As well as the entire 40-man roster, the Arizona Diamondbacks have invited twenty other players to spring training at Salt River Fields next month. These are a mixture of up and coming prospect and crafty veterans: some will be familiar, but others, not so much. Whle you should be aware of most names on the 40-man roster [though I’m still not sure what a Robbie Scott is, or why we have one...], we’ve had a regular feature as we approach spring of going through the non-roster invitees. Forewarned is forearmed, and this is that week, starting with some of the pitchers you’ll be seeing reporting to Scottsdale in little more than a fortnight.
One of our independent ball finds, Atkinson went undrafted in 2015 out of the University of Cincinnati, though given a 4.82 ERA in his senior year there, that isn’t too surprising. He then gave up professional ball entirely for a bit, working in their Medical Center as a patient services manager. However, the bug was merely dormant, and a year later he signed with the Evansville Otters of the Frontier League (the same league which also gave us Clay Zavada). His time there was short, striking out eight over 5.2 innings of one-hit ball before the Diamondbacks brought him back into the major-league pipeline.
It was his 2017 that got Ryan back on the radar, as he had 167 strikeouts over 141.2 IP at three levels, the most K’s by any D-backs prospect for the season. That got him his first spring invite, though his follow-up season proved rather rougher. In twenty starts for Double-A Jackson, Atkinson had a 5.25 ERA, and ended the season in the bullpen. The results there were better: a 1.38 ERA over 13 innings, though if he’s to progress further he needs to get the walk-rate down. Last year, Ryan walked 58 batters and hit eight more in 109 total innings, though the K’s were still there at 123. He turns 26 in May, so this season could well prove pivotal as to whether he follows Zavada all the way back to the majors.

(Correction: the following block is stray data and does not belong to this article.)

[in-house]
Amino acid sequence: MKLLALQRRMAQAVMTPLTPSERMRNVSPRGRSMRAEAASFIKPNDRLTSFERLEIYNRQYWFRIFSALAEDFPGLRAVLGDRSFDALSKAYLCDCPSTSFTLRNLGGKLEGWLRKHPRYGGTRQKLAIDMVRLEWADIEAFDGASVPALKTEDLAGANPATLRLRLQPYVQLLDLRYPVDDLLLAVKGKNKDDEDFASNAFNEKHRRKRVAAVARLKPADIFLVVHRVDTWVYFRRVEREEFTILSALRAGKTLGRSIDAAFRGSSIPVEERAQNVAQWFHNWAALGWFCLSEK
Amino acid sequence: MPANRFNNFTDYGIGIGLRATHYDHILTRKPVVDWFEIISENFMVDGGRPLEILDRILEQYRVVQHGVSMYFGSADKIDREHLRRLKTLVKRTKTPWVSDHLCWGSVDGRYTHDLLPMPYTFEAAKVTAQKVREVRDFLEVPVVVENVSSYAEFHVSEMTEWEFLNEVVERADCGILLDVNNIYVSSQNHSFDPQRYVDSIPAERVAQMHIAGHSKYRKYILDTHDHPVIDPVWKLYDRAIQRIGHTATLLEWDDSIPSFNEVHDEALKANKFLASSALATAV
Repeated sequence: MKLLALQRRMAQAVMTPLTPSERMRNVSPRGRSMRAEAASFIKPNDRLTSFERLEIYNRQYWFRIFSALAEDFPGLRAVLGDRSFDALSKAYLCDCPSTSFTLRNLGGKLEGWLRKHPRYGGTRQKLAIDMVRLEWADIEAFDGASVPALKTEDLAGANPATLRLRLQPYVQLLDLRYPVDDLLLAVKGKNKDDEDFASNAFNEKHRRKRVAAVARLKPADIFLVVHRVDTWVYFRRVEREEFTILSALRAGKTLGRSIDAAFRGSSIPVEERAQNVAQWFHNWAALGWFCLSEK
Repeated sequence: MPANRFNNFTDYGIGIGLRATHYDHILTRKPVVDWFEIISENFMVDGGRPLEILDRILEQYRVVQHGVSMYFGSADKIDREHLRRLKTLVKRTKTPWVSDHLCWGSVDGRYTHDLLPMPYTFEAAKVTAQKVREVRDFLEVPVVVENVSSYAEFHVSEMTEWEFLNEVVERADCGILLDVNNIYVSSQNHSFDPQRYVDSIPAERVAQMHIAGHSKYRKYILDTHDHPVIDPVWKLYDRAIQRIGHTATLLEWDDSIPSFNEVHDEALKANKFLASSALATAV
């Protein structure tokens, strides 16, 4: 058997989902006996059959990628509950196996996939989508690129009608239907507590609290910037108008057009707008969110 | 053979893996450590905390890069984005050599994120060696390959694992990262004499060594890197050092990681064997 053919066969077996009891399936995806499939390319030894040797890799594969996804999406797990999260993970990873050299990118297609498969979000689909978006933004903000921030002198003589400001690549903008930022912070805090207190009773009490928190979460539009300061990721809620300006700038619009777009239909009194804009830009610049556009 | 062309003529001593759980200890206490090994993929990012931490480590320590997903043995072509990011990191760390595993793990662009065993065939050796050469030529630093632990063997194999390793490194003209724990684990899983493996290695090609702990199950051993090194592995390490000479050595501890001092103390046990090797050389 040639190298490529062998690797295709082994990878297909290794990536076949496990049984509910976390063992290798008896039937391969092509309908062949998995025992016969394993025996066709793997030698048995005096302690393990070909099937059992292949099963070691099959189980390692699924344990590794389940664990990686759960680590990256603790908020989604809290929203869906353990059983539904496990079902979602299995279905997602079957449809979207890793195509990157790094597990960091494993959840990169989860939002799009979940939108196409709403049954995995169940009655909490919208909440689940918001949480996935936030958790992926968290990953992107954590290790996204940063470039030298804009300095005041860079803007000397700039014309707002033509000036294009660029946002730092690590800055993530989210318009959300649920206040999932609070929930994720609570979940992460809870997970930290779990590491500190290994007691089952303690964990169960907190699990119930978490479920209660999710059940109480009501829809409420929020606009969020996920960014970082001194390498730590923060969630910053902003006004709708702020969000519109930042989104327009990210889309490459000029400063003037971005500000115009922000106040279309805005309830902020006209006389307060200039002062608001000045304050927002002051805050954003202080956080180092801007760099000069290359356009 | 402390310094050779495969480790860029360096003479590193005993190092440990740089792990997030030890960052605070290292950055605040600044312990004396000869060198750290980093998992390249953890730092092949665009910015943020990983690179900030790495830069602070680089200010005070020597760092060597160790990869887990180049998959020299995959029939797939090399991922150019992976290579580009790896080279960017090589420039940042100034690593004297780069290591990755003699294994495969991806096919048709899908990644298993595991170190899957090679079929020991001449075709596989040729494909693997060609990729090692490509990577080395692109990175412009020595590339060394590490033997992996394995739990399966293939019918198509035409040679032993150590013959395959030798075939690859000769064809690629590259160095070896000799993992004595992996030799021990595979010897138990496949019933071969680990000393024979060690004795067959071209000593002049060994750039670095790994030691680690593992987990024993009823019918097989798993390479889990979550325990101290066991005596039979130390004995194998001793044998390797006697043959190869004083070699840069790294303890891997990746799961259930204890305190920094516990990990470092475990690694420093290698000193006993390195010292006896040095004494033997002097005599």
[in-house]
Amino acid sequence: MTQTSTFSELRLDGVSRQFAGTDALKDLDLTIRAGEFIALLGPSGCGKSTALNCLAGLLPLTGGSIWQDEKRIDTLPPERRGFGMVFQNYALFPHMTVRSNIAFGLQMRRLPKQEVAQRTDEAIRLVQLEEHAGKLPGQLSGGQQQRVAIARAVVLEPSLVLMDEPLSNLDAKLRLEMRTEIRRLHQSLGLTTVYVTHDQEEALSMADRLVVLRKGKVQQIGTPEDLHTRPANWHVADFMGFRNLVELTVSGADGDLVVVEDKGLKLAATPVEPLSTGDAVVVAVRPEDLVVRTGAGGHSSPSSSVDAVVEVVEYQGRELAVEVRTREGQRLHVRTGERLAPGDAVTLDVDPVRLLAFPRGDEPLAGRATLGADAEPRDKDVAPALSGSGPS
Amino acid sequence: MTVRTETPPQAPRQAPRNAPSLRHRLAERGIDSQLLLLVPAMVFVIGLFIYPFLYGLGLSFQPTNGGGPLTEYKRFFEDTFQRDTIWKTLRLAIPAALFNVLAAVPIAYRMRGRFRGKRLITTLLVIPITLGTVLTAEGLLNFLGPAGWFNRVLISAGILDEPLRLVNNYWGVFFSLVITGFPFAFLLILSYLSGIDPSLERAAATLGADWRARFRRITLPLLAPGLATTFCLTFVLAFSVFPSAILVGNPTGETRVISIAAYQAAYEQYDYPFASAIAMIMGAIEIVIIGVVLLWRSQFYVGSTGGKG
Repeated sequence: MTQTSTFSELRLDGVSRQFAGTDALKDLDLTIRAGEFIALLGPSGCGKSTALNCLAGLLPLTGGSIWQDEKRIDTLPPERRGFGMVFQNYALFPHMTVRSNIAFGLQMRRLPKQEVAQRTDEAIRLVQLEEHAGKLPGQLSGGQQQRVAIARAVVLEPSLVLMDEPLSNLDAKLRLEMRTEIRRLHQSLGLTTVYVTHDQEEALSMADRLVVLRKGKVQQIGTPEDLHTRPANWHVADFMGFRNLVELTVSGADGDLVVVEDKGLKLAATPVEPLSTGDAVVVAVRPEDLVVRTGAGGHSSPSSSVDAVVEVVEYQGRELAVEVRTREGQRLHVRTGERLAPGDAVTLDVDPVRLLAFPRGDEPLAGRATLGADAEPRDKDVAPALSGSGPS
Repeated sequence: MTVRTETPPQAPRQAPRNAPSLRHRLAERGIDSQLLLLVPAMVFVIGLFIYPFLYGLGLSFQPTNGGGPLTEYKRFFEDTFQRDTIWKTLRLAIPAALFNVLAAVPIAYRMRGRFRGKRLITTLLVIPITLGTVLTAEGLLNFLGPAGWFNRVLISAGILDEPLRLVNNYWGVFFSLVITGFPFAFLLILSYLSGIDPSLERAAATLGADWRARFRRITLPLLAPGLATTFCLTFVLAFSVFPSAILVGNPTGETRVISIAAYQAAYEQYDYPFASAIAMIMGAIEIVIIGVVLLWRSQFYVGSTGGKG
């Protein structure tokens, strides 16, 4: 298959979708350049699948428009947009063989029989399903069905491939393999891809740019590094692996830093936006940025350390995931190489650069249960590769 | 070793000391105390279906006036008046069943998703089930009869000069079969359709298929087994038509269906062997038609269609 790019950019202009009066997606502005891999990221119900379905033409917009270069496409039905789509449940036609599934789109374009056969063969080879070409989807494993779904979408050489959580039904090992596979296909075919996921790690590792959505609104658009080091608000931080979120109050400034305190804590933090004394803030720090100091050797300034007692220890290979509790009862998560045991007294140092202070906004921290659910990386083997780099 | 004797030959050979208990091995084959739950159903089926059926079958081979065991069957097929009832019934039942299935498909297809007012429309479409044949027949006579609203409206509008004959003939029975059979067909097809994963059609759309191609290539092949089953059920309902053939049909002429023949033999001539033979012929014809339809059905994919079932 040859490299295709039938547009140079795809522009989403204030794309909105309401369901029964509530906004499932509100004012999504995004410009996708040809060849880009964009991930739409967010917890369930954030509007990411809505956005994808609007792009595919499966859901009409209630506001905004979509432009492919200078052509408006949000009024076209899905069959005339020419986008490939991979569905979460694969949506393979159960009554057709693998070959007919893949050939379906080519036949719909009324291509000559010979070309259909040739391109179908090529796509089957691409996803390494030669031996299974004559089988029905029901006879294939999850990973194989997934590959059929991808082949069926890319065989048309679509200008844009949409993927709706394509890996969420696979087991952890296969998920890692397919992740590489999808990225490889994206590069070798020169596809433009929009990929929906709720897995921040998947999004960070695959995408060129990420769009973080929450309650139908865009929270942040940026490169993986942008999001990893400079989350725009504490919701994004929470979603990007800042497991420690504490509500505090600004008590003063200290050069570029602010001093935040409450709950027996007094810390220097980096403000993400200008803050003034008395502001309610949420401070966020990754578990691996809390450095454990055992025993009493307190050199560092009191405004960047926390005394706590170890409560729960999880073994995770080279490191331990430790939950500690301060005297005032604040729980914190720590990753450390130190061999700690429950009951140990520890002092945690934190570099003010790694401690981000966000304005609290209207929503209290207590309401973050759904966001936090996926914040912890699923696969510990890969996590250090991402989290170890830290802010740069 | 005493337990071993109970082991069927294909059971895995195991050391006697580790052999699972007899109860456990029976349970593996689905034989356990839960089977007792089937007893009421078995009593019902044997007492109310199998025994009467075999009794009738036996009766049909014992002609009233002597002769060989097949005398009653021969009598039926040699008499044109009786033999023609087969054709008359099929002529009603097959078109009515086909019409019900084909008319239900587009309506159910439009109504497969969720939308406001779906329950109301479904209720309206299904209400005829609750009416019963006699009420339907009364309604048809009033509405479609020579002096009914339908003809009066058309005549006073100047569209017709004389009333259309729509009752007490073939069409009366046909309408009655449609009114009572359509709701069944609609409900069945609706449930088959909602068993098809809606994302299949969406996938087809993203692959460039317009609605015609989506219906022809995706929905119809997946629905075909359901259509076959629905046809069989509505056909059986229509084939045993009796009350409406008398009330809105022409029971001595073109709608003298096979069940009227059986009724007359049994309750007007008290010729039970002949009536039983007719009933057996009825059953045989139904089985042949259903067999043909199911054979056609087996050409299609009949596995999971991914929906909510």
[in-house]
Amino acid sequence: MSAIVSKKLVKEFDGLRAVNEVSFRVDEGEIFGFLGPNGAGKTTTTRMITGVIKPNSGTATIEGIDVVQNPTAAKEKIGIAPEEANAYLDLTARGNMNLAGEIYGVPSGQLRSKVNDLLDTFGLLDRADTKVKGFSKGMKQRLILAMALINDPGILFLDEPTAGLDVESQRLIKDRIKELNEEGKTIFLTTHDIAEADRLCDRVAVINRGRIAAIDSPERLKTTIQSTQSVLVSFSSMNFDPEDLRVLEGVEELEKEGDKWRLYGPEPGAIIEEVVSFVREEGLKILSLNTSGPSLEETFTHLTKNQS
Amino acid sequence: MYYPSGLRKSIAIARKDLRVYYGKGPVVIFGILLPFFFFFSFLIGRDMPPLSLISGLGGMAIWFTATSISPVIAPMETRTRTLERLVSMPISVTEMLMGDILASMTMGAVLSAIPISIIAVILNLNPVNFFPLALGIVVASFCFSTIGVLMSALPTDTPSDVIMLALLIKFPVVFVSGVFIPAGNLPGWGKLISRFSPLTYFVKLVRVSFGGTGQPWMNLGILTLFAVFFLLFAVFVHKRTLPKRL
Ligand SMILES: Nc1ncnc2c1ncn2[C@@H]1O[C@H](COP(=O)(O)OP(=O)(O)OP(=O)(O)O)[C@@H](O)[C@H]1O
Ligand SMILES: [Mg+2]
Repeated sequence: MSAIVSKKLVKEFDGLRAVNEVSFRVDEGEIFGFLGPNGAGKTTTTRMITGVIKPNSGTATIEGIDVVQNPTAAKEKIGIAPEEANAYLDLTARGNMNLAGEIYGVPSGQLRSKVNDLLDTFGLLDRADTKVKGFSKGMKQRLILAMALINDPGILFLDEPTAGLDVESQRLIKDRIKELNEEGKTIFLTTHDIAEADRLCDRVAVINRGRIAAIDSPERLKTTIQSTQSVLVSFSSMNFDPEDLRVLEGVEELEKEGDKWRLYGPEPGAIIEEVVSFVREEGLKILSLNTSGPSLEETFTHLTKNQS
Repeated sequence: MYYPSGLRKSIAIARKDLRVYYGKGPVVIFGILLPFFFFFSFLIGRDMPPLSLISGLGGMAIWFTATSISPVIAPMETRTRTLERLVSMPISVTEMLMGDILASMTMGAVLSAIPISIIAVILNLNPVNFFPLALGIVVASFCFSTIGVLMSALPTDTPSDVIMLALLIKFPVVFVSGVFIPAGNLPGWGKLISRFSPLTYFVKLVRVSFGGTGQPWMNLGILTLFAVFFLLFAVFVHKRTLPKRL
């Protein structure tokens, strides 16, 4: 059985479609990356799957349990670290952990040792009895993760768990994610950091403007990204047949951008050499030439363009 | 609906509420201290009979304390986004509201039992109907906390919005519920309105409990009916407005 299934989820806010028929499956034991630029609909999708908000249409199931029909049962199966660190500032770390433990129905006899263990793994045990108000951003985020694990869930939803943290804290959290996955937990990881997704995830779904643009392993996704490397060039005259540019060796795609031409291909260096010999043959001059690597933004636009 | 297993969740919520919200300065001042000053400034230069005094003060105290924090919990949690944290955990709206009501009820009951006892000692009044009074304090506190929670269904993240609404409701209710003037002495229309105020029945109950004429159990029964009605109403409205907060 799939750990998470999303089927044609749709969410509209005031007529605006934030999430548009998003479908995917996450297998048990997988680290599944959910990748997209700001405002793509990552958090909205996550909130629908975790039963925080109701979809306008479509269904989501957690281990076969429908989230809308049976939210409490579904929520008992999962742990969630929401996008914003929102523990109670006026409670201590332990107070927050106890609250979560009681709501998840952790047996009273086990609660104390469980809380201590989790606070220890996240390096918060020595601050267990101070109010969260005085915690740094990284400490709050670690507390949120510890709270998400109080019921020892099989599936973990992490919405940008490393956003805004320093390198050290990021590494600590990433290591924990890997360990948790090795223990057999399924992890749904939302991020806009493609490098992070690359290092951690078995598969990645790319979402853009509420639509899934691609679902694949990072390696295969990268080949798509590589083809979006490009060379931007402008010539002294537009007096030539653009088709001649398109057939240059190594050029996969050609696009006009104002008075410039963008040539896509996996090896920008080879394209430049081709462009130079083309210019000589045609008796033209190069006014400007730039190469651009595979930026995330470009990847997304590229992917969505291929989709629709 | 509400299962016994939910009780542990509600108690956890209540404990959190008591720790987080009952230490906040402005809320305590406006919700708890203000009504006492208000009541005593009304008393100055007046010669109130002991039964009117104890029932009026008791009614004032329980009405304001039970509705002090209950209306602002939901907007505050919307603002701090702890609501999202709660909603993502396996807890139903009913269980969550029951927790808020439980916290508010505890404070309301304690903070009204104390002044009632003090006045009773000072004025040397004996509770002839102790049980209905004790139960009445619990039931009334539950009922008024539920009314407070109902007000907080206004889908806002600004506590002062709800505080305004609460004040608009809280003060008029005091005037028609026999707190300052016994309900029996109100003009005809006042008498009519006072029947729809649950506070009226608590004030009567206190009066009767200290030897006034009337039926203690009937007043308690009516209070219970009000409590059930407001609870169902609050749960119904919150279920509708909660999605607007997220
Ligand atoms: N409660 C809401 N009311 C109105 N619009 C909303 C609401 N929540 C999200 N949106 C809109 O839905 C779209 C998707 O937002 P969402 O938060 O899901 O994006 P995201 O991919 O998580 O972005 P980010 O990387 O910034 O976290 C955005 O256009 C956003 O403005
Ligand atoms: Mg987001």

Crichton’s path to spring training was rather more conventional, if injury plagued. Drafted by the Orioles in the 23rd round of the 2013 draft, he was sent to Arizona last April for cash considerations. He had a rough go in his major-league debut with the Orioles in 2017, his ERA being above eight. Crichton fared worse still out of the Aces’ bullpen last year, with a 10.13 ERA before going on the DL on May 19 with shoulder inflammation. He was eventually released in June, but was re-signed four days later, and eventually activated off the DL at the end of September. He’ll need to prove his health first. then try to live up to Mike Hazen’s comments at the time of his acquisition:
“He’s got a little power in his fastball -- mid 90s, got a little bit of a different look, a little lower [arm] slot. He’s got a good breaking ball. We’ve evaluated him for a while, and we like the contrast in styles and think he fits in depth-wise with what we’re trying to do.”
Rubby De La Rosa
I must confess, I’d almost forgotten about De La Rosa, given he last appeared at any level, pitching for Reno in August 2017. Rubby underwent his second Tommy John procedure on August 22nd that year (his first being back in 2011, when with the Dodgers), but was re-signed to a two-year minor league deal the following month. For 2019, that’s a heavily incentive-laden contract which gives him $750K if he makes the majors, plus up to $2.75 million in bonuses, as well as an early-season opt-out if he doesn’t make the roster. After two TJ procedures, it’s a longer shot, though even getting this invite suggests the recovery is going well enough to this point.
Fun fact. He led the Diamondbacks in wins for the 2015 season, with more victories (14) than Robbie Ray and Patrick Corbin combined for (11), over their 39 starts. Seems so long ago now...
Generally regarded as the team’s top prospect going into the 2018 season, he was the organization’s Pitcher of the Year for 2017, and made the top #100 overall lists for Baseball America, Baseball Prospectus and MLB.com. There was some thought he might make his major-league debut last year. but those hopes likely ended when Jon missed close to two months with right bicep tendinitis, extending an unfortunate history of arm issues (partly explaining why he dropped to the third round of the 2016 draft). That and a balky hamstring limited him to just 74 innings in 2018, though Duplantier got some of those back in the Arizona Fall League, where he threw 21.2 frames, with 32 strikeouts and an ERA of 3.32.
Jack watched the prospect there, and came away “very impressed,” though even at that point doubted Duplantier would be in the 2019 Opening Day rotation. The subsequent arrival of Merrill Kelly and Luke Weaver have likely pushed Jon down the depth chart, and the rise of Jazz Chisholm has knocked him of the #1 prospect throne. But if he stays fit, Duplantier should likely receive consideration when the team needs a replacement starter, as they almost inevitably will. As John Sickels wrote in August, “little question about his talent but durability still a significant question.”